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A collaboration between Warwick Medical School and Nuffield Department of Primary Care Health Sciences

 

...access to appointments is THE most pressing issue facing general practice.
- Pre-grant Public reviewer.

Aim:

To describe and compare what happens, long term to general practices that have introduced innovations designed to improve access to appointments?

 

 

Why is this important?

For decades there have been attempts to make new systems for timely access to appointments at the general practice, including offering online consultations, pre-consultation telephone calls or completion of an online form. During the 2020/21 pandemic many practices changed the way patients consulted with GPs and practice staff, using telephone and video consultations rather than face-to-face appointments. While some patients and staff were pleased to see these changes, others are concerned that (some) patients may have been deterred from seeking help.

Methods:

The aim of the study is to support lasting improvements that work for everyone. We will start by looking at all the different models of access that have been used, looking at all the published research and talking to doctors, patients, researchers and policymakers. We will then work with eight different general practices in England to learn as much as we can about the different systems they use, how and why they have been adapted locally and what they learnt about their system during the pandemic. We will ask: what happened after practices introduced changes to patient access? Did the systems work or did they need adjustments? Were there safety concerns? Did they change again in the pandemic? We will compare these cases with a practice in Copenhagen to see what we might learn for the UK from their experience.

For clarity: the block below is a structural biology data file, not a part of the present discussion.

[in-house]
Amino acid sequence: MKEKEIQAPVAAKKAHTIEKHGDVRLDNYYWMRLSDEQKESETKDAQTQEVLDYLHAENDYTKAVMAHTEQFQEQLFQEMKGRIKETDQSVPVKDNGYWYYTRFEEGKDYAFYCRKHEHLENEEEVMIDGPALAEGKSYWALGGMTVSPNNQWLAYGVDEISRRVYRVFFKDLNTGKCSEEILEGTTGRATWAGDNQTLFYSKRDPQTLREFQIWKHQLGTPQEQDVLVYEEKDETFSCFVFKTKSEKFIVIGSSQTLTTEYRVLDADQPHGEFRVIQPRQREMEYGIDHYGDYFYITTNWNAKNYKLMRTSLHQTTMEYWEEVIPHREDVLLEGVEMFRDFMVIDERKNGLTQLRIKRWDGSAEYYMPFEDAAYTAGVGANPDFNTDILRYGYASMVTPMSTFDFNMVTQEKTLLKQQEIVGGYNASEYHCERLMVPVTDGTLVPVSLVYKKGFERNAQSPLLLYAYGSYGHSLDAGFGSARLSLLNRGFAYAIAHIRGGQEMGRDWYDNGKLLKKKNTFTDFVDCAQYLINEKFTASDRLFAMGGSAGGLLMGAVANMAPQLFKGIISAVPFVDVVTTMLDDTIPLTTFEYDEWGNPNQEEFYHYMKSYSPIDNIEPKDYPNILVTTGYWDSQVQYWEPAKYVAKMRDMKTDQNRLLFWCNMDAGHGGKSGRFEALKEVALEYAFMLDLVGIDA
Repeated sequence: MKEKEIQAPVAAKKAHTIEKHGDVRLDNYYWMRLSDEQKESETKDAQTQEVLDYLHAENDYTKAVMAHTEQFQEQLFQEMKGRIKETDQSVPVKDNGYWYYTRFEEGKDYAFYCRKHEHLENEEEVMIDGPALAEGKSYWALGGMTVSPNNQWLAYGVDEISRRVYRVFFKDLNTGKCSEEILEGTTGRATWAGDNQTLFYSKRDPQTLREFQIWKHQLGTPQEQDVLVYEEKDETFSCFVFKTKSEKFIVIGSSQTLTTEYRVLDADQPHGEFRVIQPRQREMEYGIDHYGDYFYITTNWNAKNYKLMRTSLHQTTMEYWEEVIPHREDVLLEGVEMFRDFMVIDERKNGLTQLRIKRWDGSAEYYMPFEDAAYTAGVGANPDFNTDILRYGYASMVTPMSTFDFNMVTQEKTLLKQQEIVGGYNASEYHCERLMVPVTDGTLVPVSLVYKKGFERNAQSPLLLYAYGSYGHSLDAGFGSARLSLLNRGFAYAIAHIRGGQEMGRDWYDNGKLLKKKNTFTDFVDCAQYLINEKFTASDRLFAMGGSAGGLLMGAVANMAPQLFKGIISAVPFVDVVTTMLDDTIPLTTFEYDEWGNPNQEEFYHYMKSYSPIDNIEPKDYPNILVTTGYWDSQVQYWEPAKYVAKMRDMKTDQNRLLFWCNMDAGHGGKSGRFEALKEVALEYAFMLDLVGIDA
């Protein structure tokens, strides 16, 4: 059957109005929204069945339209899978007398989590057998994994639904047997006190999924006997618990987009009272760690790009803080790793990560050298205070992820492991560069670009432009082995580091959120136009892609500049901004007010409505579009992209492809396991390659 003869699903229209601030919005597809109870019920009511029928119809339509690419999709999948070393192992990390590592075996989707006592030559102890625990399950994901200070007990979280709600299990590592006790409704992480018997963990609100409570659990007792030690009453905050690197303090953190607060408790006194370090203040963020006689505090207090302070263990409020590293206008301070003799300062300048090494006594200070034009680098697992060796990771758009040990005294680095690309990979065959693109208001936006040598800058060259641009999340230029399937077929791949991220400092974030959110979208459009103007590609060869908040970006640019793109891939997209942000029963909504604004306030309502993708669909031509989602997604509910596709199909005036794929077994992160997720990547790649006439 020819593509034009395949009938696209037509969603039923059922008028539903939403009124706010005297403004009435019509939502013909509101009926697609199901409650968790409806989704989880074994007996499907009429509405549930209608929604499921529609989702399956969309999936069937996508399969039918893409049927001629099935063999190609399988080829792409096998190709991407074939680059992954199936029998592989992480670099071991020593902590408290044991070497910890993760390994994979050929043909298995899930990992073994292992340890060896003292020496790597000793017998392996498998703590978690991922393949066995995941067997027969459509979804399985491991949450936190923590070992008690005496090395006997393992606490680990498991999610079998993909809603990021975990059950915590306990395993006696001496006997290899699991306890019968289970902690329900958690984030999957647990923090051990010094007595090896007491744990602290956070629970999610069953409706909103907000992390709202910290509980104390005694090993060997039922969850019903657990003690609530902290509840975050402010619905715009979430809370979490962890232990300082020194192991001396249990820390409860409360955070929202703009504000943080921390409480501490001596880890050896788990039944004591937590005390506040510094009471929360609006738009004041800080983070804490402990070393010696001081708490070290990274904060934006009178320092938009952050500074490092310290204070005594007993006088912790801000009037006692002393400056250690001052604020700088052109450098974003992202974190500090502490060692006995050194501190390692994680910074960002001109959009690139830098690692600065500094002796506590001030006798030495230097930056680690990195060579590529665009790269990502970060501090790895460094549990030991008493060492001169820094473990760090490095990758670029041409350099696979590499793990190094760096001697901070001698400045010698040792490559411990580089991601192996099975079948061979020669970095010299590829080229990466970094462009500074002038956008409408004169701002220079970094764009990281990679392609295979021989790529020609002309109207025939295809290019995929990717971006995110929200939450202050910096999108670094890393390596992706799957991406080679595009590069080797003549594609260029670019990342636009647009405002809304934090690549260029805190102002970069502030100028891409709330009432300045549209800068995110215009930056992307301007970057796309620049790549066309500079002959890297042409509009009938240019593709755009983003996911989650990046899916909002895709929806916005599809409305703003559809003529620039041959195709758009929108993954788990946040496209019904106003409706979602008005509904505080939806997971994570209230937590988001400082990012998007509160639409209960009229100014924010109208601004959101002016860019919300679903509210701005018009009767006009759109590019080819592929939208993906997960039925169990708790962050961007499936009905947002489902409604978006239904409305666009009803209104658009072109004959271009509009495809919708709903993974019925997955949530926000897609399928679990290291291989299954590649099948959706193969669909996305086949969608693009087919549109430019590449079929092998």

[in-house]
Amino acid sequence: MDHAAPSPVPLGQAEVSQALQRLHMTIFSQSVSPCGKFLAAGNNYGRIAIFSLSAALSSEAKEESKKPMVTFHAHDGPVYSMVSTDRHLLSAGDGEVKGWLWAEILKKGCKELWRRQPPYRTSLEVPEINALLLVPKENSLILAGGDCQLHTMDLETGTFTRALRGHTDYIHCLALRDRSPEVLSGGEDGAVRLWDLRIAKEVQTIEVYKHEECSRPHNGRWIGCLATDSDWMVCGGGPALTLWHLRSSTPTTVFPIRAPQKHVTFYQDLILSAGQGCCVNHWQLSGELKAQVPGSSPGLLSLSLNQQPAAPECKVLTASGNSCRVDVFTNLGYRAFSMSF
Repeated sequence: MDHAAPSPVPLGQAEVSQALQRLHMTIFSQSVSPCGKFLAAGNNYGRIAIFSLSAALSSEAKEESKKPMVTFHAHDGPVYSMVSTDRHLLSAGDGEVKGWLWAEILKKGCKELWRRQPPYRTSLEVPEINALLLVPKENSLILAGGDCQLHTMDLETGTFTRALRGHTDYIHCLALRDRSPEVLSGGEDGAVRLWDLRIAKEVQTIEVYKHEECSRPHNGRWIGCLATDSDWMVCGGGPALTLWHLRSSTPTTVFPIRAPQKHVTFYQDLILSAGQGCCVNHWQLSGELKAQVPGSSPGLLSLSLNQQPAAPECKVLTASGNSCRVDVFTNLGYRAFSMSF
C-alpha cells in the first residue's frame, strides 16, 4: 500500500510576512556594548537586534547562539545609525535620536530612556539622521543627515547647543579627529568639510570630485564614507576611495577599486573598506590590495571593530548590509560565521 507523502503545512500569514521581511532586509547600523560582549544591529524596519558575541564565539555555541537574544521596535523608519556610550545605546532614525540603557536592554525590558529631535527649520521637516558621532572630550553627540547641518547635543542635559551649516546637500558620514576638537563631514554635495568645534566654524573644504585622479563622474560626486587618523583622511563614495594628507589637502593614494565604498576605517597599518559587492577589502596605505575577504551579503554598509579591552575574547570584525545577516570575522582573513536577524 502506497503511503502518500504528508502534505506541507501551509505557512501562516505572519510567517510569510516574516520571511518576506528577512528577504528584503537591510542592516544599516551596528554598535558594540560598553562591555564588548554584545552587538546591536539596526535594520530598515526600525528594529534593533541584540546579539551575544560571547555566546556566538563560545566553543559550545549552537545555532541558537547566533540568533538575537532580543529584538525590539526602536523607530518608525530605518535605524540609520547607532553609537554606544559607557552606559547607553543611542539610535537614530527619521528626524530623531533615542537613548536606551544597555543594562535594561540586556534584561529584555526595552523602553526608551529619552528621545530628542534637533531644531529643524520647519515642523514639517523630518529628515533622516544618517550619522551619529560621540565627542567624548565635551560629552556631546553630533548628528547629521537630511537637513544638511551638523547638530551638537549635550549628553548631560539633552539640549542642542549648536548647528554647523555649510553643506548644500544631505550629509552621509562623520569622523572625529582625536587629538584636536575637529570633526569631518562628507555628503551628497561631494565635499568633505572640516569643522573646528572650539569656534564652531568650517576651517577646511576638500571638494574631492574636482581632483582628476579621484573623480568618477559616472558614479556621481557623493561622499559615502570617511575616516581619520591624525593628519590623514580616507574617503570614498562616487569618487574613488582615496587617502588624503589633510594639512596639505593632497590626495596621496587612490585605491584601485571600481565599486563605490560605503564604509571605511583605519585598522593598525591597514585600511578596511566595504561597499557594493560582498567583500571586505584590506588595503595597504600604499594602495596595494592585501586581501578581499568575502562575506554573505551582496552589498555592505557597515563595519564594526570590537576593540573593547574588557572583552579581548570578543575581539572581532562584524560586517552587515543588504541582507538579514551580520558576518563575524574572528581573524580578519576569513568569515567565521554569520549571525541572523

How this could benefit patients:

We will present the learning from the case studies in three workshops with healthcare professionals, policy makers and the public to translate the key messages into resources for practice and policy that support long term improvements in access to appointments for a truly patient centred general practice.

 

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Further Details

Full project title:

Whatever happened to all those attempts to change access to General Practice? Revisiting case studies to learn about innovation, impact and SUStainable change.

Length of project:

March 2022 – May 2024

Funder:  

NIHR, Health Service and Delivery Research Programme

funded-by-nihr-logo.png

Project reference number NIHR133620

Total £738,759


Joint Lead applicant/Co-PI

Professor Catherine Pope, Nuffield Department of Primary Care Health Sciences, University of Oxford
catherine.pope@phc.ox.ac.uk

Joint Lead applicant/Co-PI

Associate Professor Helen Atherton, Unit of Academic Primary Care, University of Warwick
H.Atherton@warwick.ac.uk